In principle, for corporate income tax purposes, interest expenses are deductible. However, the Dutch tax system has several interest deduction restrictions, such as the earnings stripping rule. Under the earnings stripping rule, the deduction of the on balance interest cost are limited to 30 per cent (for 2022 and onwards a 20 per cent limit is proposed) of the taxpayer’s EBITDA (with a threshold of EUR 1 million). A possibility to carry-forward any non-deducted interest of 1 year applies.

Furthermore, specific interest deduction restrictions apply, to prevent tax base erosion by the deduction of interest.

Witholding tax

The Netherlands does not levy withholding tax on outgoing interest and royalty payments, apart from payments made to affiliated companies in designated low-tax jurisdictions and in certain tax abusive situations (merely artificial structures that are put into place with the main purpose or one of the main purposes to avoid Dutch withholding tax). A company is affiliated in case a shareholder, directly or jointly with third parties or a cooperating group, has at least 50% of the voting rights. A jurisdiction qualifies as a low-tax jurisdiction when it has a statutory CIT rate of less than 9 per cent or is on the EU list for non-cooperative jurisdictions.

The Dutch domestic dividend withholding tax rate is 15%. A lower rate or even exemption may be provided for in an applicable Double Tax Treaty. Based on Dutch law however, a dividend withholding tax exemption is available for qualifying interests in Dutch entities if the parent company qualifies as the beneficial owner to the dividends and is tax resident in the EU, EEA (application EU Parent-Subsidiary Directive) or a third country that has concluded a tax treaty with the Netherlands that contains “qualifying provisions” relating to dividend withholding tax.

Anti-abuse provisions have been introduced, based whereupon the Dutch dividend withholding tax exemption is disregarded when a foreign shareholder holds the interest in the Dutch entity with the main purpose (or one of the main purposes) to avoid Dutch dividend withholding tax (“subjective test”). If so, it should be assessed whether the structure or transaction is considered artificial (“objective test”). A structure or transaction is not (deemed) artificial if it has been set-up based on valid business reasons that reflect economic reality. According to Dutch Parliamentary history, an artificial arrangement or transaction does not exist if the direct shareholder carries out a business enterprise and the interest in the Dutch company can be allocated to that business enterprise.

Transfer Pricing

Dutch corporate income tax law contains the provision that intercompany pricing for goods and services must be determined according to the “arm’s length principle”. This in fact means that intercompany transactions should take place on terms that unrelated parties had also entered into. The Dutch transfer pricing regulations are based on the OECD transfer pricing guidelines. Special rules and guidelines are given for intra-group financial services companies (financing and licensing activities).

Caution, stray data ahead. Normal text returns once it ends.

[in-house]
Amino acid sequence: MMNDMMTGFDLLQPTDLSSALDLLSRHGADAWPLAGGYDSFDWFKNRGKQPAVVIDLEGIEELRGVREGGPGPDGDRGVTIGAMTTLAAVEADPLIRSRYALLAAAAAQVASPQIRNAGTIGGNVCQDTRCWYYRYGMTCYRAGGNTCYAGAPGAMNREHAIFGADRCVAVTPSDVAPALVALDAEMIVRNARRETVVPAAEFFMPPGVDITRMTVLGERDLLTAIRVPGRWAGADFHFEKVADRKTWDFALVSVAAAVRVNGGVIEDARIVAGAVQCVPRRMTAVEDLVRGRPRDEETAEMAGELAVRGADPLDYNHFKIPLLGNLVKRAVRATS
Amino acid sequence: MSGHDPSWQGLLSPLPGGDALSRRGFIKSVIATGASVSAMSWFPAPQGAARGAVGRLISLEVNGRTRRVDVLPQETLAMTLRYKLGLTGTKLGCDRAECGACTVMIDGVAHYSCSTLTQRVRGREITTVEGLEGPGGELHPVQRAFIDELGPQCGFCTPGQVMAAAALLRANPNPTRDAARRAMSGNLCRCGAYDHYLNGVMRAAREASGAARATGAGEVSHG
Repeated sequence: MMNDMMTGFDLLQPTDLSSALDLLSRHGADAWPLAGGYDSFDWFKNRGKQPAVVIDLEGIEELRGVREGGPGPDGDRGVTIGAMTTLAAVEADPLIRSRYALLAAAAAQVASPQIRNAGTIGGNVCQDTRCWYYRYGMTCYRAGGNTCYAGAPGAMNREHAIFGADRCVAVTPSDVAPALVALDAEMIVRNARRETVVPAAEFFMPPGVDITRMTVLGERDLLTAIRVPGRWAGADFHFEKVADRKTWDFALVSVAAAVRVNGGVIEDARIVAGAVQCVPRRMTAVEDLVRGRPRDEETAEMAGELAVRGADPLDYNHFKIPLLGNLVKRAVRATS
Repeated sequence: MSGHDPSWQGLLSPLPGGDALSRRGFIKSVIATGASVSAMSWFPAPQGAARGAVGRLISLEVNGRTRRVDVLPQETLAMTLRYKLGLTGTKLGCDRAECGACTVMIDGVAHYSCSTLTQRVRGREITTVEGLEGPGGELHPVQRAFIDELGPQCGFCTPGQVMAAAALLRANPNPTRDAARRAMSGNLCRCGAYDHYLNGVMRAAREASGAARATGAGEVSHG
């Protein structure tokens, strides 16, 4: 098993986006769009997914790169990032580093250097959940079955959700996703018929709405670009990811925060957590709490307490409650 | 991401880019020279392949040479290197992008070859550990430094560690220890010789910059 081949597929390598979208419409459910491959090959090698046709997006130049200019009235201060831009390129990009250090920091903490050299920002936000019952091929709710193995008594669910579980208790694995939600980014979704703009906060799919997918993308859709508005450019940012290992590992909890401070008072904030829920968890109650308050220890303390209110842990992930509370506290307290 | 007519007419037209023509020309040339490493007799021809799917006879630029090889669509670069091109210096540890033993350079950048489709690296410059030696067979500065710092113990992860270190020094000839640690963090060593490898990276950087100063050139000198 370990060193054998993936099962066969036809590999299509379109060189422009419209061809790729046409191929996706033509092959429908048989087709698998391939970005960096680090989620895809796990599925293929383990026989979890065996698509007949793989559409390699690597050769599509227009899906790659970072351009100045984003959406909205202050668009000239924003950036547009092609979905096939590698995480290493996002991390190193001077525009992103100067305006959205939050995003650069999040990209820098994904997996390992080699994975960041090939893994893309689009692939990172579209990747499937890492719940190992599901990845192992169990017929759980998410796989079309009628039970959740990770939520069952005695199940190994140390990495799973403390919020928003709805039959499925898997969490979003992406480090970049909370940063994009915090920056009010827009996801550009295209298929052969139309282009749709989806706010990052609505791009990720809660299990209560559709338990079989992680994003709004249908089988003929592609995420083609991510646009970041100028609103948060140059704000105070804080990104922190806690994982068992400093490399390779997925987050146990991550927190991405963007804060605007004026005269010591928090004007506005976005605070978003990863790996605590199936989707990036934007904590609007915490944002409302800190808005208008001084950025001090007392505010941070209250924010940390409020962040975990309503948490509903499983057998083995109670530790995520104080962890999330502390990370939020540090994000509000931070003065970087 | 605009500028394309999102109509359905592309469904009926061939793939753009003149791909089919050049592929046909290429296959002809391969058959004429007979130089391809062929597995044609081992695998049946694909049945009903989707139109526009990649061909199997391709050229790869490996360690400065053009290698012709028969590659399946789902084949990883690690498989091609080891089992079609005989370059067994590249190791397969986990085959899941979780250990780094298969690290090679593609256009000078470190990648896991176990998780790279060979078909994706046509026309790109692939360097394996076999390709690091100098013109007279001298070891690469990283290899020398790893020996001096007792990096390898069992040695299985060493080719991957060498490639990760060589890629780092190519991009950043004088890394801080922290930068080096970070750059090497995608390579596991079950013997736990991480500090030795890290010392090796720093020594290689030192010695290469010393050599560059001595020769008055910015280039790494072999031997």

Dutch taxpayers are obliged to maintain transfer pricing documentation describing intercompany transactions and the way the intercompany pricing has been established. Additional transfer pricing documentation requirements apply for Dutch tax payers that are part of Multi National Enterprises (“MNEs”) or are the head of an MNE. Tax payers that are part of an MNE with consolidated revenues exceeding € 50 million but less than € 750 million, must also prepare transfer pricing documentation that consists of a Master file and Local file. Taxpayers that are part of an MNE with consolidated revenues exceeding € 750 million have the additional obligation to file a country-by-country report with the Dutch Tax Authorities. The Master file and the Local file must be kept in the taxpayer’s administration and should be available before the due date for filing the corporate income tax return.

By requesting a tax ruling (APA), taxpayers can obtain certainty in advance from the Dutch tax authorities on the transfer pricing method applied.

Furthermore, for financial years starting after January 1, 2022, a measure is implemented for Dutch corporate taxpayers, resulting in a denial of downward transfer pricing adjustments, unless the taxpayer can demonstrate that a corresponding upward adjustment is taken into account in the transaction counterparty’s jurisdiction. This means that in case of the transfer of an asset to a Dutch taxpayer at a price below fair market value, there can be no step-up to fair market value realised, unless a corresponding capital gain is taken into account at the level of the transferor.

Dutch ruling practice – certainty in advance

The Dutch ruling practice is one of the attractive features the Dutch tax system offers and is, since decades, one of the cornerstones of the Dutch investment climate. The Dutch tax authorities offer the opportunity to obtain certainty in advance on the tax treatment of certain operations or cross-border transactions. Certainty in advance is given in the form of Advance Pricing Agreements (APA) and Advance Tax Rulings (ATR).

An APA offers a taxpayer certainty in advance on the determination of an arm’s length remuneration or a method for the determination of an arm’s length remuneration for cross-border transactions (goods and services) between affiliated enterprises. The arm’s length remuneration is to be determined on the basis of the OECD transfer pricing guidelines. An APA can be unilateral, bilateral, or multilateral.

An ATR offers a taxpayer certainty in advance on the tax implications of a planned transaction or combination of transactions in an international context. More specifically, an ATR provides clarity, consistency and certainty about the interpretation and application of the applicable Dutch tax law and tax regulations in that respect. For example, on the application of the participation exemption or the (non) existence of a permanent establishment.